By Melissa Cyrill
The eighth annual BRICS summit was held from October 15 to 16 this year in Goa, India. BRICS, the acronym, refers to the formal grouping of five nations – Brazil, Russia, India, China, and South Africa; their annual conference is attended by the executive heads of these respective states. As a collective, BRICS brings together the five major emerging economies of the world, comprising 43 percent of the world’s population, contributing to 30 percent of the world GDP, and holding a 17 percent share in world trade.
While the BRICS have ordinarily focused on economic issues of mutual interest, their agenda has widened of late to encompass various topical global issues. This is why the 2016 summit was an unusually sensitive gathering for the international grouping, as matters related to border security and international terrorism some divided members, according to their respective national foreign policy interests. Nevertheless, the 2016 summit ended on an optimistic note with a call for stronger business, trade, and energy relationships.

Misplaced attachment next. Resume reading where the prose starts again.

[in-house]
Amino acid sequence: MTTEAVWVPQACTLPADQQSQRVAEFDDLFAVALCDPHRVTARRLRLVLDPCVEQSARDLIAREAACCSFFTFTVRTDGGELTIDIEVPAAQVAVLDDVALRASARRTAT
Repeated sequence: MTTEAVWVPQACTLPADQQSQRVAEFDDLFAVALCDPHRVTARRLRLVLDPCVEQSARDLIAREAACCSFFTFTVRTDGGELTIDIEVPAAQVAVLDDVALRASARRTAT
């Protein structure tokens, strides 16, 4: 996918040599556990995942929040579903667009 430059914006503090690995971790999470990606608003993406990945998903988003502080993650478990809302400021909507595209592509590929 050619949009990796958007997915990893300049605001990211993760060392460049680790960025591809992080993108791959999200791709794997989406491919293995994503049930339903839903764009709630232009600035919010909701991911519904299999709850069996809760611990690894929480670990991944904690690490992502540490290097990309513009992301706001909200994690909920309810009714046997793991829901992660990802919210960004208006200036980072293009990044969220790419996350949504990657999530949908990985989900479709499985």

Takeaways from the Eighth Summit
Agreement over the importance of the Bay of Bengal Initiative for Multi-Sectoral Technical and Economic Cooperation (Bimstec): This bloc, comprising of seven countries from South Asia (India, Nepal, Bangladesh, Bhutan, and Sri Lanka) and two from Southeast Asia (Thailand and Myanmar) collectively holds great importance for the emerging powers in the BRICS collective. Currently, the rate of growth observed in the Bimstec region averages to about 6.5 percent and represents a booming consumer market, with tremendous scope for expanding trade and energy partnerships, building better business relations, and infrastructure investments and development.